Adam, a young employee, comes up to you for some advice to advance his career. Although you aren’t familiar with his area of work, you share suggestions because you want to contribute. Were your suggestions helpful? You are not sure.
We tend to feel flattered when asked for advice and give it, even when we are not equipped enough to provide it. According to professors David A. Garvin and Joshua D. Margolis from Harvard Business School, “Those who give advice effectively wield soft influence — they shape important decisions while empowering others to act.” They also highlight the power of advice in reinforcing the rule of reciprocity: providing expert (rather than superfluous) advice often creates an implicit sense of debt in the mind of the recipient — a debt that they would want to repay.
The key takeaway here is simple. Giving advice is great, but it comes with a caveat: the benefits of this practice only accrue if you offer effective advice in a useful context and in an empathetic manner. Here are some ways you can audit and improve your ability to give advice:
If asked to guide in a domain you’re not entirely confident about, stop to assess your level of expertise in it. Sometimes, you might be able to provide helpful insights only in a certain section of the domain. In such cases, limit your advice to that section and connect the person asking for advice to other subject matter experts who could help.
- Identify the type of advice required
Every request for advice is not the same. Each person, uniquely positioned as they are in their career and life stage, will need you to take a different approach when it comes to the advice you offer them. Let’s examine a few of these approaches.
- Counsel. This type of advice is useful when someone comes to you with a problem statement that they need a solution for. They may require guidance in an unfamiliar or difficult situation that they’re struggling with. Your advice should ideally provide them with a solution or a serve as a guideline to come up with one.
- Coaching. This comes down to assisting a person with their professional and personal development. You might need to guide the person — typically someone reporting to you or a new and inexperienced team member — in understanding his/ her strengths and weaknesses, as well as best practices to work on the same.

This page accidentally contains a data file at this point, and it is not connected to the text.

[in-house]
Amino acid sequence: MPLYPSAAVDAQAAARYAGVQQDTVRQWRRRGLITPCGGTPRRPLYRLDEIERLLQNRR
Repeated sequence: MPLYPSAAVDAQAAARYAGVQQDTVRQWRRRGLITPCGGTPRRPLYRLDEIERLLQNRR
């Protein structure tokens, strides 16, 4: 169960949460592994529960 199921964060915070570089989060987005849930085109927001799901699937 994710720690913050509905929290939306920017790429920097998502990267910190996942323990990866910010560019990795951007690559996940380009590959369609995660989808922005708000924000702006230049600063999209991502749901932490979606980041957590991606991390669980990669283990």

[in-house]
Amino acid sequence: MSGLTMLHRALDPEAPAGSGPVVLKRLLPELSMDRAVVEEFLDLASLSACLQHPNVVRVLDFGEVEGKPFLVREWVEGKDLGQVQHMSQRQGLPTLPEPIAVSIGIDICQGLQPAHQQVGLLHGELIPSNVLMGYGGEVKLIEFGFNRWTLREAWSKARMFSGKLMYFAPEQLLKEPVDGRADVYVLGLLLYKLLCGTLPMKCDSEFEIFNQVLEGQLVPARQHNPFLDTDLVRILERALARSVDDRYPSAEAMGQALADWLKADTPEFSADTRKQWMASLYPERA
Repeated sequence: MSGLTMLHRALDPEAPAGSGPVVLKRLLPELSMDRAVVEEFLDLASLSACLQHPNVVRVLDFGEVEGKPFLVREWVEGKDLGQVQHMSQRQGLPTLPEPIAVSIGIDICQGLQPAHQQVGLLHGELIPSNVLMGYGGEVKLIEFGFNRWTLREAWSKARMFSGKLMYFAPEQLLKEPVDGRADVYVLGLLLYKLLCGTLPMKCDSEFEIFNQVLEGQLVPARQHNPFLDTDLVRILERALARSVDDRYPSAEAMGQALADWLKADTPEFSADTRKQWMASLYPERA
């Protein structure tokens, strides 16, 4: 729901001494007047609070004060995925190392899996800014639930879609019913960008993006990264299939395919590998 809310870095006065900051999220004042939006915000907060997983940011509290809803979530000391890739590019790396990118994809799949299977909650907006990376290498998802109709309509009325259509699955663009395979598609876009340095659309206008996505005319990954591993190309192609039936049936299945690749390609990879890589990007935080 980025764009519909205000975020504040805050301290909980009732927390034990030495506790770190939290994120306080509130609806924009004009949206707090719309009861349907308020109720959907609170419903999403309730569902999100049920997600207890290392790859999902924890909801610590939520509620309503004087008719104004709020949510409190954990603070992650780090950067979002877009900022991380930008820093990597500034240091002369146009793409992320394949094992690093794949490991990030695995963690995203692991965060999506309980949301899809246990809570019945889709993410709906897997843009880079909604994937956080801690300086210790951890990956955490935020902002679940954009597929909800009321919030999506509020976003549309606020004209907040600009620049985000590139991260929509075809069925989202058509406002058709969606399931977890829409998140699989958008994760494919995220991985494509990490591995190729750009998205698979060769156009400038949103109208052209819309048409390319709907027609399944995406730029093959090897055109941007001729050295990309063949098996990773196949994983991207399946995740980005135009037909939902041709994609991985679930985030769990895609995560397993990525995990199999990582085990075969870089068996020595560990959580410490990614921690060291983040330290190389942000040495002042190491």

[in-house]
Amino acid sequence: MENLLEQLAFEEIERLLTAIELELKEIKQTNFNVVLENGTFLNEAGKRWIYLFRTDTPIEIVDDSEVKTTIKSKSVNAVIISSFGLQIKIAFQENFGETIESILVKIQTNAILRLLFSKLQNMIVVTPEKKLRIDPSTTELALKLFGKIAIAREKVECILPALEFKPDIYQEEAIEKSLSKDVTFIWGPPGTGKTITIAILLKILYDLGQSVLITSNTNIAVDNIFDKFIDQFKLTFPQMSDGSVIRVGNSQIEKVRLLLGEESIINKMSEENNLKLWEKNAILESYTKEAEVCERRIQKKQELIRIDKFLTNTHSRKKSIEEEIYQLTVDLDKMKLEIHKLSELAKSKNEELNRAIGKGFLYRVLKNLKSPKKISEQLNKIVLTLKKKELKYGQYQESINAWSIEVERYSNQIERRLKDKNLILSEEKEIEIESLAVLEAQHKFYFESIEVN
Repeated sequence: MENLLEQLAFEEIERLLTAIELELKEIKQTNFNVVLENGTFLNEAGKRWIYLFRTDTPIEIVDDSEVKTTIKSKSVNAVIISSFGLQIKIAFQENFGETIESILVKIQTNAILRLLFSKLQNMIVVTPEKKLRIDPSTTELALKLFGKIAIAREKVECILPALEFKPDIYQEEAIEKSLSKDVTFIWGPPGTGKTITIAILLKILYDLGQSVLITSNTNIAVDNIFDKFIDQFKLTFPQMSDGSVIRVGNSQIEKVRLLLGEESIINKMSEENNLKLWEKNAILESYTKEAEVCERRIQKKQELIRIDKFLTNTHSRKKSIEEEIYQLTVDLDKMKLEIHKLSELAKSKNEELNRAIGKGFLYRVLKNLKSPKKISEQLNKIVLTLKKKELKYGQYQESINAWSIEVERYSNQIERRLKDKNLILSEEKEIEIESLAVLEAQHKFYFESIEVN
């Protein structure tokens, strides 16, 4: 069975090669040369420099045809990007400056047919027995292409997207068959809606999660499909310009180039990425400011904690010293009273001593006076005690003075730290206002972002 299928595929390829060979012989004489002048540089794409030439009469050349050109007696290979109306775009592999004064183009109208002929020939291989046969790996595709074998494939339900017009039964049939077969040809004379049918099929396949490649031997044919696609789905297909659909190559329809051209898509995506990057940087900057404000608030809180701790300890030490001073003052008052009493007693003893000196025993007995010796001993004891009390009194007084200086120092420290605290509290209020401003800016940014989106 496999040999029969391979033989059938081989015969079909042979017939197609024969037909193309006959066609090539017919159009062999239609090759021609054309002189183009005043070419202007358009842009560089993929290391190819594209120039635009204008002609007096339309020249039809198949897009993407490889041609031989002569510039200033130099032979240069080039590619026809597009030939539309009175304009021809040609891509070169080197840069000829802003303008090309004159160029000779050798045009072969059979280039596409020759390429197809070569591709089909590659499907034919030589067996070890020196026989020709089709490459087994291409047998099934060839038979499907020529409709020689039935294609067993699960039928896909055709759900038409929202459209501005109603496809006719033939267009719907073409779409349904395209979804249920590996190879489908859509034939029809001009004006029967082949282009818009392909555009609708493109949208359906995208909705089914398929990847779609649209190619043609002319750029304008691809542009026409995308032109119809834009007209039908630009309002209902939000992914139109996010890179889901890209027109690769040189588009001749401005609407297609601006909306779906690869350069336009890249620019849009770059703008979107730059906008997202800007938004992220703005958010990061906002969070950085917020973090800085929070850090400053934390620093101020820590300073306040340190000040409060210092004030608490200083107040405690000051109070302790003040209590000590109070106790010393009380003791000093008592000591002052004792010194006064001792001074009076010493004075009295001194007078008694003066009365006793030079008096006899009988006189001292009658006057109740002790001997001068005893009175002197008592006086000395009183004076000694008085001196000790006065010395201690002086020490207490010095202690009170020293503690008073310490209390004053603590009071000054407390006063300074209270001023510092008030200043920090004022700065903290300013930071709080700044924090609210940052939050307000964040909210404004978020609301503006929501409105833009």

- From peer-mentors to expert mentors, we’ve all experienced mentorship in one way or another. The essence of mentoring lies in understanding your mentee’s goals and providing guidance and opportunities that will assist them in achieving those goals.
- Discreet advice. This type of advice is relevant when a person comes to you with a very specific problem and is looking for ways to navigate it. For instance, someone might come to you because they are torn between promoting one of two employees and need some very specific, contextual advice.
Identifying the type of advice that you are being asked for will help you understand the expected outcome and better assess if you have the time and expertise required to assist.
- Stick to facts
Sometimes, the line between providing professional and personal advice can get blurry. At other times, it might seem like you need to offer your personal judgement and opinions on certain situations. However, the golden rule while giving advice is: stick to facts. Opinions are shaped out of one’s own lived experiences and if your advice is based on opinions, it might or might not work for another person. Using facts will ensure that the advice you provide is objective and unbiased.
A good piece of advice can be fruitful to both the person asking for advice as well as the person offering advice. By offering better advice, David Garvin and Joshua Margolis observe, you help your colleague add nuance and texture to their thinking and develop better solutions to their problems. At the same time, you are in a position to practise active listening and learn from the problems that are brought to you, all thanks to the art of offering effective advice.